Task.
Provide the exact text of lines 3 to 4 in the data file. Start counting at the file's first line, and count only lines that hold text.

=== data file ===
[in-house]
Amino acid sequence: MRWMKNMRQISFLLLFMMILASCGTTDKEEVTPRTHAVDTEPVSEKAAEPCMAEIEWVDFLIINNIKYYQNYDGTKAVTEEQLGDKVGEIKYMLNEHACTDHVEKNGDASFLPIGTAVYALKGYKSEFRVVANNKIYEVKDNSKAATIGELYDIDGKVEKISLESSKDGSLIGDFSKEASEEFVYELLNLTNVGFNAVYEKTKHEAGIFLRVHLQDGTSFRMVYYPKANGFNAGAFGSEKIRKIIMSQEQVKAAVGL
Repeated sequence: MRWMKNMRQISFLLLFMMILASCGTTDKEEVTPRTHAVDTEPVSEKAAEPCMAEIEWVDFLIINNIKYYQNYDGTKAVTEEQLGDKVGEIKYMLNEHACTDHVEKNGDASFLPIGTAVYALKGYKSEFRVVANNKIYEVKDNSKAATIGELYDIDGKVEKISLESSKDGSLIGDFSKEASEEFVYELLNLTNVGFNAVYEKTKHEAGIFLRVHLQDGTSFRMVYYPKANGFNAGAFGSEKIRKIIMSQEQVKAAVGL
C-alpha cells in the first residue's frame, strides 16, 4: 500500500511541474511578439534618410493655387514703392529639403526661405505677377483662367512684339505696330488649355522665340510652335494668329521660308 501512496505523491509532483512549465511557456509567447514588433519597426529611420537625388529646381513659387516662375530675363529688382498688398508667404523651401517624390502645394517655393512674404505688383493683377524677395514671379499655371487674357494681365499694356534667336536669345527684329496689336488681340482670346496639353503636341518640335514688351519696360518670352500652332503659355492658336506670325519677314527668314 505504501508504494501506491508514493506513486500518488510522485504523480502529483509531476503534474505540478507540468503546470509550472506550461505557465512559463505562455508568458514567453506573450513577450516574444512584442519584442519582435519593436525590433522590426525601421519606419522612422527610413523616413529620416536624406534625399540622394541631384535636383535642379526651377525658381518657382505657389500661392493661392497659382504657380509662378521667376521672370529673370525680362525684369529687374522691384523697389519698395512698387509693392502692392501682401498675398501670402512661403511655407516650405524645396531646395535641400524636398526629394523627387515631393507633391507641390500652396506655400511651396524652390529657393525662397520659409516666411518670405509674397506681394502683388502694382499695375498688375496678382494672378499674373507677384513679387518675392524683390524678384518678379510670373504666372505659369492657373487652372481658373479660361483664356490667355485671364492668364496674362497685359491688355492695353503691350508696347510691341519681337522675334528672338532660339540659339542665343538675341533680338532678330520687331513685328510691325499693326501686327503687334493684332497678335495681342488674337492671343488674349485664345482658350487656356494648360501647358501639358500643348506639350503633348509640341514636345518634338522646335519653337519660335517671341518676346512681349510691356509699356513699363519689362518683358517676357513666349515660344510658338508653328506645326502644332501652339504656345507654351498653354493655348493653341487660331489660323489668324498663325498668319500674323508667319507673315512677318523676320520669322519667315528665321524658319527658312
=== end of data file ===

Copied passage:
Repeated sequence: MRWMKNMRQISFLLLFMMILASCGTTDKEEVTPRTHAVDTEPVSEKAAEPCMAEIEWVDFLIINNIKYYQNYDGTKAVTEEQLGDKVGEIKYMLNEHACTDHVEKNGDASFLPIGTAVYALKGYKSEFRVVANNKIYEVKDNSKAATIGELYDIDGKVEKISLESSKDGSLIGDFSKEASEEFVYELLNLTNVGFNAVYEKTKHEAGIFLRVHLQDGTSFRMVYYPKANGFNAGAFGSEKIRKIIMSQEQVKAAVGL
C-alpha cells in the first residue's frame, strides 16, 4: 500500500511541474511578439534618410493655387514703392529639403526661405505677377483662367512684339505696330488649355522665340510652335494668329521660308 501512496505523491509532483512549465511557456509567447514588433519597426529611420537625388529646381513659387516662375530675363529688382498688398508667404523651401517624390502645394517655393512674404505688383493683377524677395514671379499655371487674357494681365499694356534667336536669345527684329496689336488681340482670346496639353503636341518640335514688351519696360518670352500652332503659355492658336506670325519677314527668314 505504501508504494501506491508514493506513486500518488510522485504523480502529483509531476503534474505540478507540468503546470509550472506550461505557465512559463505562455508568458514567453506573450513577450516574444512584442519584442519582435519593436525590433522590426525601421519606419522612422527610413523616413529620416536624406534625399540622394541631384535636383535642379526651377525658381518657382505657389500661392493661392497659382504657380509662378521667376521672370529673370525680362525684369529687374522691384523697389519698395512698387509693392502692392501682401498675398501670402512661403511655407516650405524645396531646395535641400524636398526629394523627387515631393507633391507641390500652396506655400511651396524652390529657393525662397520659409516666411518670405509674397506681394502683388502694382499695375498688375496678382494672378499674373507677384513679387518675392524683390524678384518678379510670373504666372505659369492657373487652372481658373479660361483664356490667355485671364492668364496674362497685359491688355492695353503691350508696347510691341519681337522675334528672338532660339540659339542665343538675341533680338532678330520687331513685328510691325499693326501686327503687334493684332497678335495681342488674337492671343488674349485664345482658350487656356494648360501647358501639358500643348506639350503633348509640341514636345518634338522646335519653337519660335517671341518676346512681349510691356509699356513699363519689362518683358517676357513666349515660344510658338508653328506645326502644332501652339504656345507654351498653354493655348493653341487660331489660323489668324498663325498668319500674323508667319507673315512677318523676320520669322519667315528665321524658319527658312